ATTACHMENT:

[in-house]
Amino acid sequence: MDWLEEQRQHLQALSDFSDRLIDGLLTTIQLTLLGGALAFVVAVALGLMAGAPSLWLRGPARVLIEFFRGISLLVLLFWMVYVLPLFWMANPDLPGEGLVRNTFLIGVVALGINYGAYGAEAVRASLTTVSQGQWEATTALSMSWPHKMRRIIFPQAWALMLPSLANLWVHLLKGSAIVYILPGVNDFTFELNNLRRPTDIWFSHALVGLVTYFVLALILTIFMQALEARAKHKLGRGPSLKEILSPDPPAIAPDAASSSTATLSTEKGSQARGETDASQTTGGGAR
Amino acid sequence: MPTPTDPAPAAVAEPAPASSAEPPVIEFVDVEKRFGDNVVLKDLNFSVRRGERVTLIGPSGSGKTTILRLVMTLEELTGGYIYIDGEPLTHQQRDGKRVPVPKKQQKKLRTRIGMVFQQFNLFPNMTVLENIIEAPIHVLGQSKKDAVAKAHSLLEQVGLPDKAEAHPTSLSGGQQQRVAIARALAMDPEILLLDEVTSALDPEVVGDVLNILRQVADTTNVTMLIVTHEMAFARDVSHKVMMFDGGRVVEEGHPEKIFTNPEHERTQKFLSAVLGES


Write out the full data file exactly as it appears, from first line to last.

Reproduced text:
[in-house]
Amino acid sequence: MDWLEEQRQHLQALSDFSDRLIDGLLTTIQLTLLGGALAFVVAVALGLMAGAPSLWLRGPARVLIEFFRGISLLVLLFWMVYVLPLFWMANPDLPGEGLVRNTFLIGVVALGINYGAYGAEAVRASLTTVSQGQWEATTALSMSWPHKMRRIIFPQAWALMLPSLANLWVHLLKGSAIVYILPGVNDFTFELNNLRRPTDIWFSHALVGLVTYFVLALILTIFMQALEARAKHKLGRGPSLKEILSPDPPAIAPDAASSSTATLSTEKGSQARGETDASQTTGGGAR
Amino acid sequence: MPTPTDPAPAAVAEPAPASSAEPPVIEFVDVEKRFGDNVVLKDLNFSVRRGERVTLIGPSGSGKTTILRLVMTLEELTGGYIYIDGEPLTHQQRDGKRVPVPKKQQKKLRTRIGMVFQQFNLFPNMTVLENIIEAPIHVLGQSKKDAVAKAHSLLEQVGLPDKAEAHPTSLSGGQQQRVAIARALAMDPEILLLDEVTSALDPEVVGDVLNILRQVADTTNVTMLIVTHEMAFARDVSHKVMMFDGGRVVEEGHPEKIFTNPEHERTQKFLSAVLGES